14:50-15:30  Kostas Bekris (Rutgers University, USA)
Properties of Planning Methods for Multi-Robot Systems

Abstract: This talk will review a variety of approaches to motion planning for multi-robot systems, ranging from centralized to decentralized ones. The focus is on the type of guarantees that can be argued in each case, relating to properties such as safety, completeness, optimality, deadlock/livelock avoidance and information/communication requirements. Frequently many of these guarantees are sacrificed, when a fully decentralized, online method is preferred. But even in the case of centralized solution, such guarantees may be difficult to achieve in a computationally efficient manner given the complexity of the underlying challenge.

15.30 - 16.00 Coffee Break & Interactive Session

R. Grieder, J. Alonso-Mora, C. Bloechlinger, R. Siegwart and P. Beardsley (ETH Zurich,  Disney Research center Zurich)
Multi-robot Control and Interaction with a Hand-held Tablet

S. Kim, S. J. Guy, W. Liu, D. Wilkie, R. W. H. Lau, M. C. Lin and D. Manocha (Univ. of North Carolina, Univ. of Minnesota, City University of Hong Kong)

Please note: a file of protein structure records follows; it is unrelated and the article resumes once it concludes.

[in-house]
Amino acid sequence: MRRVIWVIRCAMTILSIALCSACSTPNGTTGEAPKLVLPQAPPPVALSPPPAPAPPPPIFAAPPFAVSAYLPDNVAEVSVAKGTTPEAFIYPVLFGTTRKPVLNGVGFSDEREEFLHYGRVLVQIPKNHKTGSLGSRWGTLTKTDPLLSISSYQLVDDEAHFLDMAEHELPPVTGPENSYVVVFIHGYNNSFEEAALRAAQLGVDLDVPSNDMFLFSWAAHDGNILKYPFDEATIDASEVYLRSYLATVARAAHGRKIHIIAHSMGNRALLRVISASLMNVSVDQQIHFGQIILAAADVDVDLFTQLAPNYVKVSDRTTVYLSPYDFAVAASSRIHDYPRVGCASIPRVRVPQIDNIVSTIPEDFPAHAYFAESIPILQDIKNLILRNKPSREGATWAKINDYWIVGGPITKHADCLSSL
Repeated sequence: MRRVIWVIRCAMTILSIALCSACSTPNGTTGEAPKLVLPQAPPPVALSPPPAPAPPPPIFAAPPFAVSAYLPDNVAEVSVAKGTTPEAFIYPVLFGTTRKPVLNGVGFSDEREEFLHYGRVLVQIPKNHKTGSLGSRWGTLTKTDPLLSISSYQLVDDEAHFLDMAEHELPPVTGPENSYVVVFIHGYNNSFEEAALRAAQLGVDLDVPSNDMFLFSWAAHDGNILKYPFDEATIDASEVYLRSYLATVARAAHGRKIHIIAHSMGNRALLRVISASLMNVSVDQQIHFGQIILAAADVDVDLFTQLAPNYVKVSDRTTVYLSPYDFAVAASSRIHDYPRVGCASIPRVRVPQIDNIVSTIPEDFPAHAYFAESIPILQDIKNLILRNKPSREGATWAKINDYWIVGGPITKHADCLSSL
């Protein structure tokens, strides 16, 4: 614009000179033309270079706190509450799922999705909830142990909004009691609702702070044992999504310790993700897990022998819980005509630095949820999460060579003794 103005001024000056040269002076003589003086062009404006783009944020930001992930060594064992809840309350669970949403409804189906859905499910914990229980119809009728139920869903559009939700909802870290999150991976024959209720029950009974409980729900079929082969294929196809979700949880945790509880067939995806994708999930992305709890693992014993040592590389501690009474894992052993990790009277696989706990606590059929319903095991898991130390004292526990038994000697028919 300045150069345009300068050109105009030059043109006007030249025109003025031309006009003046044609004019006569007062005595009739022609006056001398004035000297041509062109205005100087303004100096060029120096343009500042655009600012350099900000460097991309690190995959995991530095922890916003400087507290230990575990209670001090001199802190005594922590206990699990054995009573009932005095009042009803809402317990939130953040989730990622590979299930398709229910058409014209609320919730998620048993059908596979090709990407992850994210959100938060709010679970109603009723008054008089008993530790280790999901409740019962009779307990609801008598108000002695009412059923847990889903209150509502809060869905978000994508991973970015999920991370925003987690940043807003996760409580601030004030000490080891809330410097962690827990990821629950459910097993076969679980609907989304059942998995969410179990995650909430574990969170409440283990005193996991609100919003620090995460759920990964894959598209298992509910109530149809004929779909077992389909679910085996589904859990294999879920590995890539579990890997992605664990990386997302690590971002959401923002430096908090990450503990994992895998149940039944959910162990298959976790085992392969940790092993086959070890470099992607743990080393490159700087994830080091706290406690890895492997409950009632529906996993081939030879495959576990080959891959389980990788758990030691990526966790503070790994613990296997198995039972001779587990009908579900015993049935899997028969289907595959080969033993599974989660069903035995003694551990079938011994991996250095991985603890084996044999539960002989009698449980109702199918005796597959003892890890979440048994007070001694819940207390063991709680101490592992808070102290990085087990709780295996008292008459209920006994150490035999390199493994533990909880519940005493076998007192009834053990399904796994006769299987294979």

Predicting Pedestrian Trajectories for Robot Navigation

D. Sofge, M. Kuhlman, N. Sydney and D. Paley (Naval Research Laboratory, UMD)
Mobile Autonomous Navy teams for Information Surveillance and Search (MANTISS)

V. Digani, L. Sabattini, C. Secchi and C. Fantuzzi (Univ. of Modena and Reggio Emilia)
Decentralized coordination enhanced by centralized information: multiple AGVs in industrial application

R. K. Williams, A. Gasparri, and G. S. Sukhatme (Univ. Southern California, Univ. Roma 3)
Rigid Networks for Feasible Collaboration and a Taxonomy of Interconnected Systems

G. Gioioso, A. Franchi, G. Salvietti, S. Scheggi and D. Prattichizzo (University of Siena, Italy; IIT, Italy; LAAS-CNRS)
A Tele-operated Swarm of UAVs for Cooperative Grasping and Manipulation

E. Castello, T. Yamamoto, Y. Nakamura and H. Ishiguro (Osaka University; CiNet)
Foraging in Real and Simulated environments for a Robotic Swarm based on an Adaptive Response Threshold Model